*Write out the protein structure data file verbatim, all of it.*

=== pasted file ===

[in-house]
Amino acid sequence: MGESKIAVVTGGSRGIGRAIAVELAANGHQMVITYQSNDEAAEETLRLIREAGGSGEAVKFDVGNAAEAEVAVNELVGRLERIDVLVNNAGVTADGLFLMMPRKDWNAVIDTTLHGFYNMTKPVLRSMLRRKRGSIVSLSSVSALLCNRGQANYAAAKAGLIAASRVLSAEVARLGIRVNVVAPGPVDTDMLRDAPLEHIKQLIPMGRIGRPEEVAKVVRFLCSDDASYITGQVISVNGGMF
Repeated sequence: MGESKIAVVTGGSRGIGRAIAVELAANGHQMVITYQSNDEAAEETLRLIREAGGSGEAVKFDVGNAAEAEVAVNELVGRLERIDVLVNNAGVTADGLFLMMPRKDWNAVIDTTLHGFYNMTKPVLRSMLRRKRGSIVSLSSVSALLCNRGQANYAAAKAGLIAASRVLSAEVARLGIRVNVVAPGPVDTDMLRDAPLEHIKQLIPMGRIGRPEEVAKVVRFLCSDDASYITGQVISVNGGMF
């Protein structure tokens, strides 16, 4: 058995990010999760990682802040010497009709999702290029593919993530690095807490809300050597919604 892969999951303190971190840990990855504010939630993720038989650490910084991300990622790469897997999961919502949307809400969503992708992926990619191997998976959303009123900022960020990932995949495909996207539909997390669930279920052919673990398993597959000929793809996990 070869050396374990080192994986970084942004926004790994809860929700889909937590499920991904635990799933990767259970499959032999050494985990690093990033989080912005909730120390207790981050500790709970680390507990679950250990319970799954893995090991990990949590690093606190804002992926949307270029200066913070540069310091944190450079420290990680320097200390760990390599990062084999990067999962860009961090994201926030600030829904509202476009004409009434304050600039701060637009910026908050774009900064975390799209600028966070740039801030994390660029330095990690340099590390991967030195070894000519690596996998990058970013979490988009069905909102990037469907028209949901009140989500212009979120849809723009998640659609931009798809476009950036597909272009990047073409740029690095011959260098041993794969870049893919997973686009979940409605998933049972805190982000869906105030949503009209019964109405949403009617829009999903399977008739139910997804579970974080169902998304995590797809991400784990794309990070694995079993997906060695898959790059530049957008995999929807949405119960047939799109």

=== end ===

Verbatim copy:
[in-house]
Amino acid sequence: MGESKIAVVTGGSRGIGRAIAVELAANGHQMVITYQSNDEAAEETLRLIREAGGSGEAVKFDVGNAAEAEVAVNELVGRLERIDVLVNNAGVTADGLFLMMPRKDWNAVIDTTLHGFYNMTKPVLRSMLRRKRGSIVSLSSVSALLCNRGQANYAAAKAGLIAASRVLSAEVARLGIRVNVVAPGPVDTDMLRDAPLEHIKQLIPMGRIGRPEEVAKVVRFLCSDDASYITGQVISVNGGMF
Repeated sequence: MGESKIAVVTGGSRGIGRAIAVELAANGHQMVITYQSNDEAAEETLRLIREAGGSGEAVKFDVGNAAEAEVAVNELVGRLERIDVLVNNAGVTADGLFLMMPRKDWNAVIDTTLHGFYNMTKPVLRSMLRRKRGSIVSLSSVSALLCNRGQANYAAAKAGLIAASRVLSAEVARLGIRVNVVAPGPVDTDMLRDAPLEHIKQLIPMGRIGRPEEVAKVVRFLCSDDASYITGQVISVNGGMF
């Protein structure tokens, strides 16, 4: 058995990010999760990682802040010497009709999702290029593919993530690095807490809300050597919604 892969999951303190971190840990990855504010939630993720038989650490910084991300990622790469897997999961919502949307809400969503992708992926990619191997998976959303009123900022960020990932995949495909996207539909997390669930279920052919673990398993597959000929793809996990 070869050396374990080192994986970084942004926004790994809860929700889909937590499920991904635990799933990767259970499959032999050494985990690093990033989080912005909730120390207790981050500790709970680390507990679950250990319970799954893995090991990990949590690093606190804002992926949307270029200066913070540069310091944190450079420290990680320097200390760990390599990062084999990067999962860009961090994201926030600030829904509202476009004409009434304050600039701060637009910026908050774009900064975390799209600028966070740039801030994390660029330095990690340099590390991967030195070894000519690596996998990058970013979490988009069905909102990037469907028209949901009140989500212009979120849809723009998640659609931009798809476009950036597909272009990047073409740029690095011959260098041993794969870049893919997973686009979940409605998933049972805190982000869906105030949503009209019964109405949403009617829009999903399977008739139910997804579970974080169902998304995590797809991400784990794309990070694995079993997906060695898959790059530049957008995999929807949405119960047939799109």